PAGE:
Left: The team of Kunstverein in front of their new location on Pieter Baststraat 35H. From left to right: Brianna Leatherbury (PR & Communication), Vincius Cardoso Witte (mediator),  Mehmet Süzgün (mediator), Jung Yeon Kim (mediator), Isabelle Sully (Assistant director-curator), Katerina Lymar (Photographer), Zhizhong Keen (Mediator) Front row: Yana Foqué (Executive Director - curator). Photo: Yana Foqué; Right:“Verein/ Vereniging”. Detail of the final leg of the renovation. Photo: Yana Foqué

“Like light switches” – director Yana Foqué on the many different aspects of Kunstverein’s programme

Issue no5
okt - nov 2022

Today Kunstverein opens its doors at their new location in Amsterdam, with an exhibition by Polish performance artist Barbara Kozlowska. Danai Giannoglou spoke with Kunstverein’s director Yana Foqué about the move and the institution’s mission for the years to come.

While waiting for Yana Foqué, director of Kunstverein Amsterdam, outside a building on Pieter Baststraat I already peek through the holes in the newspapers covering the shopping windows. Foqué tells me that this is the work of designer Marc Hollenstein, who was inspired by the cartoon detective who is following its subjects through the holes in a newspaper. In the same way, during the renovation period the aim of these holes was to allow for the curiosity of the neighbors, the passersby or the Kunstverein regulars that the institution is now welcoming at their new space.

Prompted by the institution’s recent move, I meet Foqué to ask her about Kunstverein’s ambitions and mission. “Mierle Laderman Ukeles’ maintenance Manifesto from 1969 forms an important inspiration and reference for Kunstverein”, Foqué tells me as we start talking. “The Manifesto describes two types of basic systems: Development and Maintenance. Development stands for the pure individual creation, the new, the excitement, while maintenance is a system that makes sure that there is space for this development to perpetuate: it’s the framework that keeps the dust of the pure individual creation once it’s there, that sustains progress, renews excitement… It’s not a system that has ‘fast’ and ‘next’ in its vocabulary; it’s basically a mission statement for what we are trying to achieve. In the new space the goal is to have all the aspects of Kunstverein versatile program under one roof, but I hope that we will make them work like light switches. They are all in plain view: when one goes off, another one goes on, sometimes all of them will be on - in any case: the future looks bright!”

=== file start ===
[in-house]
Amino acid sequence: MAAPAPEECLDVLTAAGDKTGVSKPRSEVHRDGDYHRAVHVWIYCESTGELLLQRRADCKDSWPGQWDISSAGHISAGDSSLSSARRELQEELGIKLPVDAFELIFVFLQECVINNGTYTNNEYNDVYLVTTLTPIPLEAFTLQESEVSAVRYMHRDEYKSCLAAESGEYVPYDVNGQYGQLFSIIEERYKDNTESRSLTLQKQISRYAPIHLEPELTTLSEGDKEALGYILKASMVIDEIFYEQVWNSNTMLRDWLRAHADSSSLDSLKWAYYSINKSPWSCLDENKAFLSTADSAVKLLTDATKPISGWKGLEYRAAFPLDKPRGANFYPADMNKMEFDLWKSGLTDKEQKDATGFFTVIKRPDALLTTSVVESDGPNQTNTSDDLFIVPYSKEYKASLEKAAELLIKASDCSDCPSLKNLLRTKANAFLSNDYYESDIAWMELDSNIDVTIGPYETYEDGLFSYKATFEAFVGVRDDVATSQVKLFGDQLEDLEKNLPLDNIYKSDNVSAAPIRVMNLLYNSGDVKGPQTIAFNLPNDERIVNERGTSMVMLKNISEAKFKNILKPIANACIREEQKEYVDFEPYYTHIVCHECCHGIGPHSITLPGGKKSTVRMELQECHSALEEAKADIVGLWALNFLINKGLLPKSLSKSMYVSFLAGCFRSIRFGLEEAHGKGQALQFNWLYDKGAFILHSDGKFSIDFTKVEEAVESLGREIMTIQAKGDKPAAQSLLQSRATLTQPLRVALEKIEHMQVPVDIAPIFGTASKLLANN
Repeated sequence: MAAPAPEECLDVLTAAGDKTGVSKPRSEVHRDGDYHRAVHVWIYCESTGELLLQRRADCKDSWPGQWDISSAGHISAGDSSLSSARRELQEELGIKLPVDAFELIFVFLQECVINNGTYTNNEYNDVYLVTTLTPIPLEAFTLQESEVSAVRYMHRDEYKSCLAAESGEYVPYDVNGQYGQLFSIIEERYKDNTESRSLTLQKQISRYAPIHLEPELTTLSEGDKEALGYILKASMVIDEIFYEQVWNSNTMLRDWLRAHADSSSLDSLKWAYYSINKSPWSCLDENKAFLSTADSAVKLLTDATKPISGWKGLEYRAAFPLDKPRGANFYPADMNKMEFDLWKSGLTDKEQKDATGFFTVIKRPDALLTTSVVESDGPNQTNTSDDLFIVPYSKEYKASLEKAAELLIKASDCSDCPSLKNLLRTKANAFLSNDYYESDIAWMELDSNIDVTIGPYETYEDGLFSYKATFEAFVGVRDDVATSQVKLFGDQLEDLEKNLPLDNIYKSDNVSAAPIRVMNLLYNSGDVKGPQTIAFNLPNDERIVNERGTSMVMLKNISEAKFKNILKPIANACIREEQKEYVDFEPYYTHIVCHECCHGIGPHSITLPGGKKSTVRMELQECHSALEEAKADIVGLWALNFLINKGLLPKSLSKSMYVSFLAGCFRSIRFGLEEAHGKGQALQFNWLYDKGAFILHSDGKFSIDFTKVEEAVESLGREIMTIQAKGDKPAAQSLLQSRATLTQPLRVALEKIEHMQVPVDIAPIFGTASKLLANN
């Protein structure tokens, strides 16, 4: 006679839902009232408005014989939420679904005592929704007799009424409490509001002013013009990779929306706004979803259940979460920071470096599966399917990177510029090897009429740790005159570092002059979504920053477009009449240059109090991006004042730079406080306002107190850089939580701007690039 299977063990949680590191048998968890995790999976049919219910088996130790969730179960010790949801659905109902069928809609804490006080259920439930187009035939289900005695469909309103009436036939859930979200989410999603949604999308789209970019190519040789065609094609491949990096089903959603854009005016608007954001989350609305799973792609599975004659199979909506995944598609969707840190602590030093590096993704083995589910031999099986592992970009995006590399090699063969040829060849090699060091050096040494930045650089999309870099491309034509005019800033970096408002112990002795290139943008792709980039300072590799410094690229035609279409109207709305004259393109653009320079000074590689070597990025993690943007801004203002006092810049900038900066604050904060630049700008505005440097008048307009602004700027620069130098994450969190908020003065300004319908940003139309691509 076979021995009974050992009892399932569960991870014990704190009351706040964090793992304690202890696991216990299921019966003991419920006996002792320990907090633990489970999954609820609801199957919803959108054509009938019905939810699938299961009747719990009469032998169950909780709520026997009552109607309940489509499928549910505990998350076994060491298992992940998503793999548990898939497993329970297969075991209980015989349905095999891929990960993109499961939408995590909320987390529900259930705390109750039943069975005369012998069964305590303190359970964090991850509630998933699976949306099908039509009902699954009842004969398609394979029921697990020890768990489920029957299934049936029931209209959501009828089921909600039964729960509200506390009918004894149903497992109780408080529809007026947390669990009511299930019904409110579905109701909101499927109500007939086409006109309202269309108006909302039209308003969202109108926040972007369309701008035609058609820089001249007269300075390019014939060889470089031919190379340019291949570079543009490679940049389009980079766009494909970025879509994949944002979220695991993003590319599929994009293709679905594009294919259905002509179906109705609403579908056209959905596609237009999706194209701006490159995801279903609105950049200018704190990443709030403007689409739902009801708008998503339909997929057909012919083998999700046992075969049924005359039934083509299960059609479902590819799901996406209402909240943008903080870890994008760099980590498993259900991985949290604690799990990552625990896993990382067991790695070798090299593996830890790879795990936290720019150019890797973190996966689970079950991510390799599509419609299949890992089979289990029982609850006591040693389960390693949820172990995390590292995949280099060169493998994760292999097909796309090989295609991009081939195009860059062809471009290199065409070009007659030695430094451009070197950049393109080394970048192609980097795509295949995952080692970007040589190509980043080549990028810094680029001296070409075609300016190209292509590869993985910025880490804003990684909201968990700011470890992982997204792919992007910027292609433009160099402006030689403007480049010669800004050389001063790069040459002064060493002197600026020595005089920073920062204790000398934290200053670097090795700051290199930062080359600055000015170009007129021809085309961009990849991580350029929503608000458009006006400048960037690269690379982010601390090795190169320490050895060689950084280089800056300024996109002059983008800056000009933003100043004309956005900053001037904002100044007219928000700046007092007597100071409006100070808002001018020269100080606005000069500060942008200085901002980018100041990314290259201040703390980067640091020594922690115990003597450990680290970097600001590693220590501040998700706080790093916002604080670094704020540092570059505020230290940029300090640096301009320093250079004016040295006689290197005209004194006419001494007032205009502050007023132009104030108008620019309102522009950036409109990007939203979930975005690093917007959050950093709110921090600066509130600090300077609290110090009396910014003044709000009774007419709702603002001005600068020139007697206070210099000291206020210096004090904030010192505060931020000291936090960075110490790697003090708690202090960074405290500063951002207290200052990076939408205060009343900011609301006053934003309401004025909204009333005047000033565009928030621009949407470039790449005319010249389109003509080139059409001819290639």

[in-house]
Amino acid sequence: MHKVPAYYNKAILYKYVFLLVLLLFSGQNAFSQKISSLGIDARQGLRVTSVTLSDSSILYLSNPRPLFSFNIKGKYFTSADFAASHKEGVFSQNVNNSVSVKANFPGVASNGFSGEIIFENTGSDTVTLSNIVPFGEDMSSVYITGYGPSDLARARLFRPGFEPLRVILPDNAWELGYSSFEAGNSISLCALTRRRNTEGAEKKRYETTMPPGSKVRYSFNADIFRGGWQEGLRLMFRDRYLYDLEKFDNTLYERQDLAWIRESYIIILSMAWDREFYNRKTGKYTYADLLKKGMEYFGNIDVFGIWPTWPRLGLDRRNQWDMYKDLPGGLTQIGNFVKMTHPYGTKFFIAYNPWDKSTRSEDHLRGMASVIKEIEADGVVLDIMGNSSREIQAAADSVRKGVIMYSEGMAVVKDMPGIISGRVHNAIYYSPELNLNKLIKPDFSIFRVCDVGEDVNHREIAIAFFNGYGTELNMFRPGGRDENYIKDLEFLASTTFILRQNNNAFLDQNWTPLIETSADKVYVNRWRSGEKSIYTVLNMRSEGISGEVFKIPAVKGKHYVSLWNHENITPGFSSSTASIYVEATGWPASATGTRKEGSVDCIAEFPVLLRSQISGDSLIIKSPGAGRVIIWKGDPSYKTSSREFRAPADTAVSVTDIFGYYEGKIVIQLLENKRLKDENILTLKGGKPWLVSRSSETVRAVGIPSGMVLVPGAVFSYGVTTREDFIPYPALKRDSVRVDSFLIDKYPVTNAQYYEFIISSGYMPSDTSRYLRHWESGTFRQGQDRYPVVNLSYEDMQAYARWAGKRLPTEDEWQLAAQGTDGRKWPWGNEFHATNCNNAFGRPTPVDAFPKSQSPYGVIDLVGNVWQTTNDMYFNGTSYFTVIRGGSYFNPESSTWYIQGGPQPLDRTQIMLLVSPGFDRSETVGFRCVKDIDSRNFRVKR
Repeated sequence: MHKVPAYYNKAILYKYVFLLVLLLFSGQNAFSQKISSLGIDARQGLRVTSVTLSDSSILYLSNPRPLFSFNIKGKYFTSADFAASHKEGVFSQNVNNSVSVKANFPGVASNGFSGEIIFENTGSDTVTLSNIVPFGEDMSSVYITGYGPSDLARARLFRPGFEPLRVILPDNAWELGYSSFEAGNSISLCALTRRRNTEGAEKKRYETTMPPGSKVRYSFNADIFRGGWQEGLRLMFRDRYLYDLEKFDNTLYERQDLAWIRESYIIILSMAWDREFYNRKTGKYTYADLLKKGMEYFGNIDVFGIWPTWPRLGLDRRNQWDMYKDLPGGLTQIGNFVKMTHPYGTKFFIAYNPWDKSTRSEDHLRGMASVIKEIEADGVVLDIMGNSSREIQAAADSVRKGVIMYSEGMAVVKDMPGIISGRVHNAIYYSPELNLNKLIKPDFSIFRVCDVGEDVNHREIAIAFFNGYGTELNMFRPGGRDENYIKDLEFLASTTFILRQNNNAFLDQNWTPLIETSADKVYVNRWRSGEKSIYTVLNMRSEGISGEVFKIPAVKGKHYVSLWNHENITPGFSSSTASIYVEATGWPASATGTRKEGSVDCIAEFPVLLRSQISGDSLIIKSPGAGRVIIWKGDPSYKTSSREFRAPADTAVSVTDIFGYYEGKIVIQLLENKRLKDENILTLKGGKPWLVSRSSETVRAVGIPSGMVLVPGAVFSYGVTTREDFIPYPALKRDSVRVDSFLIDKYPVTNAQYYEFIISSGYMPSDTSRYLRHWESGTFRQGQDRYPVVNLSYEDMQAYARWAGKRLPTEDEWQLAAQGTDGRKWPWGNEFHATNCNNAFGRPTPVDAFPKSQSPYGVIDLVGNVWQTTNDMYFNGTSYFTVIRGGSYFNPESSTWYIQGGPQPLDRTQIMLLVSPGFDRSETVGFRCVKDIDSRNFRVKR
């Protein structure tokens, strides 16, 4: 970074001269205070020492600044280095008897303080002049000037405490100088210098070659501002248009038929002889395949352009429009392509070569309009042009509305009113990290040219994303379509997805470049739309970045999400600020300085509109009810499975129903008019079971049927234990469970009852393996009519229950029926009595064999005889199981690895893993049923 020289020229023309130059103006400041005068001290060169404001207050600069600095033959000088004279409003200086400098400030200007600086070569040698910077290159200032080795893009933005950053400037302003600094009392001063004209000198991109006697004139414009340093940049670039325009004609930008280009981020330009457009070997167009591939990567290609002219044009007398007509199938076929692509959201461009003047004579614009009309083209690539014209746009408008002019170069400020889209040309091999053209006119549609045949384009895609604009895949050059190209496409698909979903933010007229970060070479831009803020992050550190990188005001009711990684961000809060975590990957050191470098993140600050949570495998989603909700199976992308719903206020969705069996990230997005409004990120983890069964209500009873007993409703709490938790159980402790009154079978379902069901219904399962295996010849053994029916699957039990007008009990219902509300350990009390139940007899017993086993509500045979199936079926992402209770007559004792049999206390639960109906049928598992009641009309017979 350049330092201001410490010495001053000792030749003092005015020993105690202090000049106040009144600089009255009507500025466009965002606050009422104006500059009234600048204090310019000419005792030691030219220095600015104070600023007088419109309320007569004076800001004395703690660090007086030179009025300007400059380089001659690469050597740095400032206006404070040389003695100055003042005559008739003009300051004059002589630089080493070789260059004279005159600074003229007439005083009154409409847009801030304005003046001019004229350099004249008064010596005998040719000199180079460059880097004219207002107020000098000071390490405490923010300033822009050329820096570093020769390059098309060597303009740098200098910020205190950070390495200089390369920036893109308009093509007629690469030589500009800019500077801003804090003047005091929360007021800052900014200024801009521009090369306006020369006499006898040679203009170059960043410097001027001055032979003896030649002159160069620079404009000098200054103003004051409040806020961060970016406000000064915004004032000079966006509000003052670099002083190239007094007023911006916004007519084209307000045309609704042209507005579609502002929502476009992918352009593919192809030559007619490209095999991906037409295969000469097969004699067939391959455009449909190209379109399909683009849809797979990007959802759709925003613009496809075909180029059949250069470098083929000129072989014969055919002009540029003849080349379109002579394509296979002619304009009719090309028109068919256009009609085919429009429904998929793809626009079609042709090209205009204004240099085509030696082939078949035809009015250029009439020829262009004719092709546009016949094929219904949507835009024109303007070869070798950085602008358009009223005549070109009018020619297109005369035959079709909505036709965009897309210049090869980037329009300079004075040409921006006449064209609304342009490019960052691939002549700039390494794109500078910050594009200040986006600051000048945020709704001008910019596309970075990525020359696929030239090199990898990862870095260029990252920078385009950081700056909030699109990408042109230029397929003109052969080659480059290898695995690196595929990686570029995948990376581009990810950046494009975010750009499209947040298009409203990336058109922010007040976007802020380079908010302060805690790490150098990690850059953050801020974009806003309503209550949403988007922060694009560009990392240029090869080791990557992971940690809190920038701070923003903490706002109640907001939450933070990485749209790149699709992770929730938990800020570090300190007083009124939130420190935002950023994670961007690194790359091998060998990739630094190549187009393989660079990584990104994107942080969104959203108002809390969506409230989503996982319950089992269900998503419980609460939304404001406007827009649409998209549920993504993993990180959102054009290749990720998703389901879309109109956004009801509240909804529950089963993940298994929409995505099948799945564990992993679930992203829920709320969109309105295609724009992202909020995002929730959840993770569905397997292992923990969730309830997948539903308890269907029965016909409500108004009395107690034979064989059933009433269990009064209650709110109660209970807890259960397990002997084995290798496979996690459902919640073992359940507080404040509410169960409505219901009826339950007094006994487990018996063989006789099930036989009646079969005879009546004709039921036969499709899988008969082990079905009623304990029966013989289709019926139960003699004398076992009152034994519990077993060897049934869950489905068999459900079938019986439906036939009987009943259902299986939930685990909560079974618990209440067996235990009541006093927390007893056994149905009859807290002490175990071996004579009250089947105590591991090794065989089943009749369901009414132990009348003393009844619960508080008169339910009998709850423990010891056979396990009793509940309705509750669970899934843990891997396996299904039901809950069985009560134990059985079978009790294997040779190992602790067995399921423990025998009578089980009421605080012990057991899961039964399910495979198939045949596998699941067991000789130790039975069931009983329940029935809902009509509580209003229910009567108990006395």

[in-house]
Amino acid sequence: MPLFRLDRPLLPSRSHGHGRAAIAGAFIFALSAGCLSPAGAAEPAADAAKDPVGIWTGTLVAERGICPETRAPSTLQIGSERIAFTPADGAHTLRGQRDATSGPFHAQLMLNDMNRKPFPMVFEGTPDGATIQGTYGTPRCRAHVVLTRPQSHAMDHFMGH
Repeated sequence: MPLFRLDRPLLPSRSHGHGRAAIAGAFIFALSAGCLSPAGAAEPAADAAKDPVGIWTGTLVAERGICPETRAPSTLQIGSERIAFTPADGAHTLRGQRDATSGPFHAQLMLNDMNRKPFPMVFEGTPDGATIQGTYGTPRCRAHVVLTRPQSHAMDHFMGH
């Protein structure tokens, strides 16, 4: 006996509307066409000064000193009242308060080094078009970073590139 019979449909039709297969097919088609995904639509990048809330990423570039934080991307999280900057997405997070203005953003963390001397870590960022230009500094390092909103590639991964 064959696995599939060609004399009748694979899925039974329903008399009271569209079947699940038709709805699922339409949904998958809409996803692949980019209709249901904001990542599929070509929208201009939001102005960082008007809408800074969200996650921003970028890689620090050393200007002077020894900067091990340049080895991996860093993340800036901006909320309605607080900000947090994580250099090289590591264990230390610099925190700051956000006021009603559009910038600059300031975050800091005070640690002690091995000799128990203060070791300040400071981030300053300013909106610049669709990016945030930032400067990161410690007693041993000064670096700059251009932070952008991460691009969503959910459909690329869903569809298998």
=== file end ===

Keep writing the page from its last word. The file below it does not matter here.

'Development stands for the pure individual creation, the new, the excitement, while maintenance is a system that makes sure that there is space for this development to perpetuate'

Washing the Kitchen Floor from Private Performances of Maintenance Art (1970), Mierle Laderman Ukeles for Kunstverein, 2022. Published in Artforum 9, no.5 (January 1971):  Jack Burnham, "Problems of Criticism, IX. Photograph by Jack Ukeles Copyright: Mierle Laderman Ukeles, 1970